Microsoft have announced they are testing a new search engine, Kumo, on their corporate network. If the test is successful, Kumo will be rolled into Live.com or possibly introduced as a new search site.
The company have worked hard to build a better, more competitive, search engine. The indexing system will understand entire sentences and the relationships between individual words. In theory, it will lead to more accurate results.
Does anyone have a feeling of déjà vu? We have been here several times before with both Microsoft and other companies claiming they have a Google-beater. Big claims and big launches are regularly followed by big failures.
It is understandable why Microsoft want to take on Google; they are the biggest threat to the company’s future revenues. A better search engine will hit Google where it hurts. Unfortunately, no matter how good Kumo is, it will struggle:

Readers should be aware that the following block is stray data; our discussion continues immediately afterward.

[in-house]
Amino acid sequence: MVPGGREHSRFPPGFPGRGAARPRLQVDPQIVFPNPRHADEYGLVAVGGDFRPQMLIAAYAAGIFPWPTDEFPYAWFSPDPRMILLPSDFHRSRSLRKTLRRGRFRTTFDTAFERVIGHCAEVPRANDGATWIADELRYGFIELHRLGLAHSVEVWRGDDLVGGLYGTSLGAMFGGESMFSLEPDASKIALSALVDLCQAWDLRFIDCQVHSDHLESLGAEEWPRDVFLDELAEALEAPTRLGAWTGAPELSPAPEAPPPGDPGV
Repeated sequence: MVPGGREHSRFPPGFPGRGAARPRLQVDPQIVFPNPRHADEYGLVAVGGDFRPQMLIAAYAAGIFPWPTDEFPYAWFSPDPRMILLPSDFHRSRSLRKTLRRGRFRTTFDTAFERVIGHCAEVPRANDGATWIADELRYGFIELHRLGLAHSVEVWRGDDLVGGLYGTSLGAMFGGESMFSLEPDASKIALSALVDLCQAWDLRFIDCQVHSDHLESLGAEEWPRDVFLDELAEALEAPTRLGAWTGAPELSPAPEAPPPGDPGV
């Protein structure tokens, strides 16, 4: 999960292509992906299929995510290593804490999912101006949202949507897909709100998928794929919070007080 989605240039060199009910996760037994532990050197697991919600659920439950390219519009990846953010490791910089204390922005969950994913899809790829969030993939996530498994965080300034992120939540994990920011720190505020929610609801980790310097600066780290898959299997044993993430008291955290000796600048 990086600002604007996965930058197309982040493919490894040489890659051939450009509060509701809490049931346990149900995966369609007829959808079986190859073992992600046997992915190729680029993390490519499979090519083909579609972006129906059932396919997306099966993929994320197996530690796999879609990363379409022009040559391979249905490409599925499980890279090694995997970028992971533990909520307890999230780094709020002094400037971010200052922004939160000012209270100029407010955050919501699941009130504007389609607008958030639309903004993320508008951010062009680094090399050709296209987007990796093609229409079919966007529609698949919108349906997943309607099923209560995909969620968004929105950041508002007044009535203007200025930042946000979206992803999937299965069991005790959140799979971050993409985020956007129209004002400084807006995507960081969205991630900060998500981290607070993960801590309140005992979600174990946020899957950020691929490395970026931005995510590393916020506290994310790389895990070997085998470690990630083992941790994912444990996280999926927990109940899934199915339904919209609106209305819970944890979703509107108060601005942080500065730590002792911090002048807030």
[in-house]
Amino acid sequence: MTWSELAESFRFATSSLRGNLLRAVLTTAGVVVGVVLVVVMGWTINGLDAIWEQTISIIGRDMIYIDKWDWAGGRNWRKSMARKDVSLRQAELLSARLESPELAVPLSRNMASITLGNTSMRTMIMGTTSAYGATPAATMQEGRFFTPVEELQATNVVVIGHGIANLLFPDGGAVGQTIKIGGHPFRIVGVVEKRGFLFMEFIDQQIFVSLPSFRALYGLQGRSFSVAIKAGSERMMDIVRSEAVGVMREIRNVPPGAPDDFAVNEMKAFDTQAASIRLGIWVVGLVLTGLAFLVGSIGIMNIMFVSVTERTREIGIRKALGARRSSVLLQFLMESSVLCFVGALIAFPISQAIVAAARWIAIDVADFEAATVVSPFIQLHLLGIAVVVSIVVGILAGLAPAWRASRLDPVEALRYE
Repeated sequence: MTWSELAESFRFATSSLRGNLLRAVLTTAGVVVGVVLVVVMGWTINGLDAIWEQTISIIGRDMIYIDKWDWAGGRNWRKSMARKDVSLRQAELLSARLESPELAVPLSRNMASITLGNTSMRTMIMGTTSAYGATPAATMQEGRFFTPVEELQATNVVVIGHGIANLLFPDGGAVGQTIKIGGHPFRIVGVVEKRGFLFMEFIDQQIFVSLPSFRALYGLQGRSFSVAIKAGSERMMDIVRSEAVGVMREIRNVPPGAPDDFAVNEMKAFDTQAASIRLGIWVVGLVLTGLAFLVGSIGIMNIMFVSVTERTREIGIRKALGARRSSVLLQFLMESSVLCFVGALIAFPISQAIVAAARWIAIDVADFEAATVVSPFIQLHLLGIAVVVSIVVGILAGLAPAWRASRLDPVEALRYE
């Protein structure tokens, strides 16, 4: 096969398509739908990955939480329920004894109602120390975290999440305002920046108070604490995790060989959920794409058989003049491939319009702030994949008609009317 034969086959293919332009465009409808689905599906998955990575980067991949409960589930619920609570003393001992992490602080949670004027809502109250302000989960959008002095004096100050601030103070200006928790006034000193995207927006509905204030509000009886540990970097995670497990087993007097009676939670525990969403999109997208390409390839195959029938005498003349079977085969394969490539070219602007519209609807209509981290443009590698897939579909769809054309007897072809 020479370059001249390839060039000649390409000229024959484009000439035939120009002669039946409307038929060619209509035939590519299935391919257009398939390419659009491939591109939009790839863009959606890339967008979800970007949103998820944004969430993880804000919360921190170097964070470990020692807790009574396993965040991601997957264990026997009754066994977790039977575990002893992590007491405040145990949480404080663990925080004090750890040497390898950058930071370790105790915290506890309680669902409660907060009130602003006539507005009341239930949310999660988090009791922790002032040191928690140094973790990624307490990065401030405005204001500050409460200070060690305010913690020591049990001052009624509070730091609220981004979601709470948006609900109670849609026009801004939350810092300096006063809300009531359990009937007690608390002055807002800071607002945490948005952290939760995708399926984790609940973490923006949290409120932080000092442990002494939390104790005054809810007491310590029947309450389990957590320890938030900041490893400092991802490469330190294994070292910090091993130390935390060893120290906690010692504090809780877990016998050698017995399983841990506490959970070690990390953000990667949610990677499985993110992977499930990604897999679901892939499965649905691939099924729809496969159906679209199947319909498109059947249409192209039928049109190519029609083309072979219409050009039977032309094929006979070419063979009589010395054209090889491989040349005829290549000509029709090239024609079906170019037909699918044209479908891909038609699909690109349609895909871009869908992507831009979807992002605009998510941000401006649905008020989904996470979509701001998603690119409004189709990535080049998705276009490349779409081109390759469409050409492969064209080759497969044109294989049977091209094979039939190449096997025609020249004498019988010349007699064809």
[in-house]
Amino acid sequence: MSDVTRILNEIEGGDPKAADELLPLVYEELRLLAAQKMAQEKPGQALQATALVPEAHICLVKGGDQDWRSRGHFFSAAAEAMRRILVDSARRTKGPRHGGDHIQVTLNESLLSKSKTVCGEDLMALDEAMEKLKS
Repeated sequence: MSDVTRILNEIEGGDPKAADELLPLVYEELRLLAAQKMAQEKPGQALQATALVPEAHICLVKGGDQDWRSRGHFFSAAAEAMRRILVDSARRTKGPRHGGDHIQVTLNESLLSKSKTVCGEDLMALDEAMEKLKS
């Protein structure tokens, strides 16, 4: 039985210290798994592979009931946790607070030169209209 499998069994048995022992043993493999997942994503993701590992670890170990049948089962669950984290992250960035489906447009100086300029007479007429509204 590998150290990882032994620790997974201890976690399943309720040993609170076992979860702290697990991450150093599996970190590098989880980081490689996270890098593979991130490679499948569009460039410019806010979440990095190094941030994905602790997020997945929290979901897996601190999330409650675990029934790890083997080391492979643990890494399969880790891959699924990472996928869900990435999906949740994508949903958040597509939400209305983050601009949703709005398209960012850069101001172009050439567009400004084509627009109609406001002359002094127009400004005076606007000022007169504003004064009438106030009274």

- Introducing a new search engine takes time. Google was launched in 1997 and it still took two or three years to become a mainstream success. Microsoft need instant results and it is highly unlikely to happen.
- Ten years ago, Google was far better than the competition. How much better? Twice as good? Three times? It is impossible to put a figure on it, but the difference was significant. Kumo can not hope to match that: it may be 25% faster and more accurate than Google, but the difference will feel negligible.
- Google is a brand that is synonymous with searching the web. In the same way that people refer to “drinking a Coke” or “hoovering their room”, users will “Google” for keywords. Brand recognition such as that occurs once or twice in a generation; it can not be forced or bought no matter how hard Microsoft try.
I hope Kumo is as good as Microsoft claim. Competition is always a good thing and Google should not become complacent. However, can anyone realistically create a better search engine when Google is good enough for most people?